WHO issues updated TB treatment guidelines

This article originally appeared in HIV & AIDS treatment in practice, an email newsletter for healthcare workers and community-based organisations in resource-limited settings published by NAM between 2003 and 2014.
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Experts say lack of trials in TB/HIV patients `striking`

Treatment regimens for tuberculosis should include an antibiotic of the rifamycin class for the full six months of therapy, according to new World Health Organization TB treatment guidelines.

They also recommend that treatment should be taken daily during the intensive, four-drug period of induction treatment, and that HIV-positive patients should take daily treatment for the entire duration of their tuberculosis (TB) therapy.

Antiretroviral therapy is endorsed in the guidelines for HIV-positive patients with active TB, regardless of their CD4 cell count.

The new guidelines also recommend provider-initiated HIV testing for all TB patients regardless of a country's HIV prevalence, and drug susceptibility testing for all TB patients with HIV at the beginning of a treatment course.

Earlier editions of the guidelines had supported only two months of rifamycin therapy, and thrice-weekly dosing during the intensive, two-month induction phase of TB therapy. The rifamycin class of antibiotics includes rifampicin (the drug most commonly used in TB treatment), rifabutin and rifapentine.

The release of the new guidelines coincided with the publication of a review article that expressed “serious concerns” about earlier guidance for the treatment of the infection in patients with HIV.

A systematic review and meta-analysis published in the May 1st edition of Clinical Infectious Diseases commissioned by the World Health Organization to assist in the development of the guidelines, showed that the best responses to TB treatment were seen in HIV-positive patients who received rifamycin-based therapy for at least eight months.

Daily, rather than intermittent dosing during the induction period, and the use of concurrent antiretroviral therapy were also associated with better outcomes in people with TB/HIV coinfection.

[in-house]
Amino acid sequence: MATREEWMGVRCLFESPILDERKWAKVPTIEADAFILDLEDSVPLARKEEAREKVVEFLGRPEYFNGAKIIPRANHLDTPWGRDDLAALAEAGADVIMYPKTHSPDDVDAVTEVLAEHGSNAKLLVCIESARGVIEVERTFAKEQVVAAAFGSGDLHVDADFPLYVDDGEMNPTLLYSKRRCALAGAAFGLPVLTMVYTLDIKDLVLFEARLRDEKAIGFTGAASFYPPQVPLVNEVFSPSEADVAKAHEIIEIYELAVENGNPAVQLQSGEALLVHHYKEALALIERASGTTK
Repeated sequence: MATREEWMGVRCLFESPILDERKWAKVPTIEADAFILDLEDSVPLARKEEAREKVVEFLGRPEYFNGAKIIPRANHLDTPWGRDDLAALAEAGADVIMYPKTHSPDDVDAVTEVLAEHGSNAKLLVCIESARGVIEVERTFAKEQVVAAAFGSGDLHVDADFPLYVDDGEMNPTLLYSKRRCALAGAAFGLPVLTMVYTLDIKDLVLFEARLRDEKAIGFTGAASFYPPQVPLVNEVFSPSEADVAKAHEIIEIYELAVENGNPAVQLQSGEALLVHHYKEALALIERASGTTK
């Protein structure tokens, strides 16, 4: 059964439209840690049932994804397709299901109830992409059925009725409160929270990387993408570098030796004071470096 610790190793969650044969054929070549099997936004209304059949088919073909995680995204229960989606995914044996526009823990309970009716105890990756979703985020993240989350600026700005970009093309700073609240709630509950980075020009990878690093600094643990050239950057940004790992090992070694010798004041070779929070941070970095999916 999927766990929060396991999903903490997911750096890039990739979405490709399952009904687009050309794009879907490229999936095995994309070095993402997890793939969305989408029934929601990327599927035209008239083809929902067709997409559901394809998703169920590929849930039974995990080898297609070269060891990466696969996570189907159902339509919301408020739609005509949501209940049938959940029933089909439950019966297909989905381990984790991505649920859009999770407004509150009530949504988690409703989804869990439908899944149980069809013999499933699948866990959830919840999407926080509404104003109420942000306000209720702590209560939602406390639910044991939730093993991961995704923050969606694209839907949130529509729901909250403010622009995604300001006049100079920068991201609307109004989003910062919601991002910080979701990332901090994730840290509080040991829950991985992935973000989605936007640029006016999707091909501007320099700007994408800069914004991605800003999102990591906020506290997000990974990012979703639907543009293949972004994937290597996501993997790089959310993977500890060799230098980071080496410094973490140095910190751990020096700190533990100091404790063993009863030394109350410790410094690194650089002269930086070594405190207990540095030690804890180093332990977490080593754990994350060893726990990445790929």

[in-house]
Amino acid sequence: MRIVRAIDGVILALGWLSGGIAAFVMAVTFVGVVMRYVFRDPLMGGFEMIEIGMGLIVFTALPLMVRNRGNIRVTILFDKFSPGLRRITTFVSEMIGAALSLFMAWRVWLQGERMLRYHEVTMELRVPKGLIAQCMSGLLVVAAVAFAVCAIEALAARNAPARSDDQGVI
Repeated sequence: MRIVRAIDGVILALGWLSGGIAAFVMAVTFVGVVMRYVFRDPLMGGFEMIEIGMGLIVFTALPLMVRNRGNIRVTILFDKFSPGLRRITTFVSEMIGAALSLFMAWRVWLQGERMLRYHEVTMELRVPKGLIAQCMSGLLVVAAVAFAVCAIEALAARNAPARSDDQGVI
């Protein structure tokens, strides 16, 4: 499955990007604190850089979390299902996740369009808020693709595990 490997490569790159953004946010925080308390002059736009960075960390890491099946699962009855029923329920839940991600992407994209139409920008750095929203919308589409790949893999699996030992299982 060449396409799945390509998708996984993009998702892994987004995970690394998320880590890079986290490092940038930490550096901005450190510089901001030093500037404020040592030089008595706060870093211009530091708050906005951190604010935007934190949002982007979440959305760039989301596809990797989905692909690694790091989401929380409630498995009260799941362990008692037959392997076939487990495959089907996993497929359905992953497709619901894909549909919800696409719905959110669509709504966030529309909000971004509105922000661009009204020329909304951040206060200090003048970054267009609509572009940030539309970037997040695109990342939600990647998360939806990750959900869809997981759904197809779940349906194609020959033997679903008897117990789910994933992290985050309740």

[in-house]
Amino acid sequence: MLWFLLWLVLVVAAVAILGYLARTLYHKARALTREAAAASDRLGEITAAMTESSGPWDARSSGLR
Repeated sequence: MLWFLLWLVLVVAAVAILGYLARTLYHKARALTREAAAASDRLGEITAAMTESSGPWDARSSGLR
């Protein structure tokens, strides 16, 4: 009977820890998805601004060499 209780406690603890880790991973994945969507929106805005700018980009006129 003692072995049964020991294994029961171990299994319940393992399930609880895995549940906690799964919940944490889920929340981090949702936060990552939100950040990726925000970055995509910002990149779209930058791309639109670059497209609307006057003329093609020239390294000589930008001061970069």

Duration of rifamycin therapy

Six months of treatment including a rifamycin is now endorsed by WHO for all TB patients.

They recommend that for the intensive, two-month induction phase of treatment, standard therapy should comprise isoniazid, a rifamycin, pyrazinamide and ethambutol.

Treatment for the following four months should comprise isoniazid and rifamycin.

According to the new WHO guidance, patients with HIV should receive a minimum of six months therapy.

The authors of the meta-analysis found that HIV-positive individuals who received only two months of treatment with a rifamycin had an 80% increase in their risk of death compared to patients who were provided with eight months of treatment (adjusted risk ratio [ARR], 1.8; 95% CI, 1.0-3.1, p = 0.03). Only two months of therapy including this class of drug was also associated with a modest increase in the risk of treatment failure (ARR, 1.3; 95% CI, 0.4-4.1).

A moderate increase in the risk of relapse was associated with six months of such therapy compared to eight months (ARR, 2.4; 95% CI, 0.8-7.4).

 

Frequency of dosing

HIV-positive patients should receive their TB therapy daily for the entire duration of their treatment, according to the new WHO guidance.

Daily treatment is also recommended for all other patients during the two-month induction phase of therapy, and is preferred for non-HIV patients throughout the course of treatment. Three times a week dosing for this patient group should only be considered where every dose is directly observed. Daily dosing is recommended for all patients in HIV-prevalent settings.

The meta-analysis found that intermittent, thrice-weekly dosing during the initial treatment phase was associated with significantly poorer outcomes than daily treatment for patients with HIV.

“Our meta-analysis has demonstrated that rates of failure and relapse are lower if therapy is given daily during the initial intensive phase”, write the authors of the review article.

This also showed that patients who received intermittent doses were more likely to experience treatment failure (ARR = 4; 95% CI, 1.5-10.4, p = 0.02), and relapse (ARR = 4.8; 95% CI, 1.8-12.8, p = 0.002).

 

Concurrent antiretroviral therapy

HIV-positive patients with TB are now recommended to start antiretroviral therapy as soon as possible, and within eight weeks of the commencement of TB therapy.

Antiretroviral therapy is also endorsed for all HIV-positive patients with active TB, regardless of their CD4 cell count.

The meta-analysis found that taking concurrent antiretroviral therapy was associated with reductions in the risk of treatment failure and relapse. However, these reductions did not meet the test for statistical significance.

 

Concern over lack of evidence

The authors of the meta-analysis were shocked by “the paucity of well-designed and adequately powered randomized trials of HIV-TB coinfection treatment. Despite the estimated annual incidence of 1.3 million persons with HIV-TB coinfection, very basic treatment questions remained unresolved.”

Just six randomised, controlled trials and 21 cohort studies of sufficient quality to be included in their analysis were identified by the investigators. Moreover, most of these studies were small, the largest including just 553 patients.

“Randomized trials to address the questions raised by this review regarding treatment of active TB in HIV coinfected patients are urgently needed”, comment the authors.


 

Reference

World Health Organization. Treatment of Tuberculosis: Guidelines, 4th Edition, 2010. Download the full guidelines at the WHO website

Khan FA et al. Treatment of active tuberculosis in HIV-coinfected patients: a systematic review and meta-analysis. Clin Infect Dis 50: 1288-98, 2010.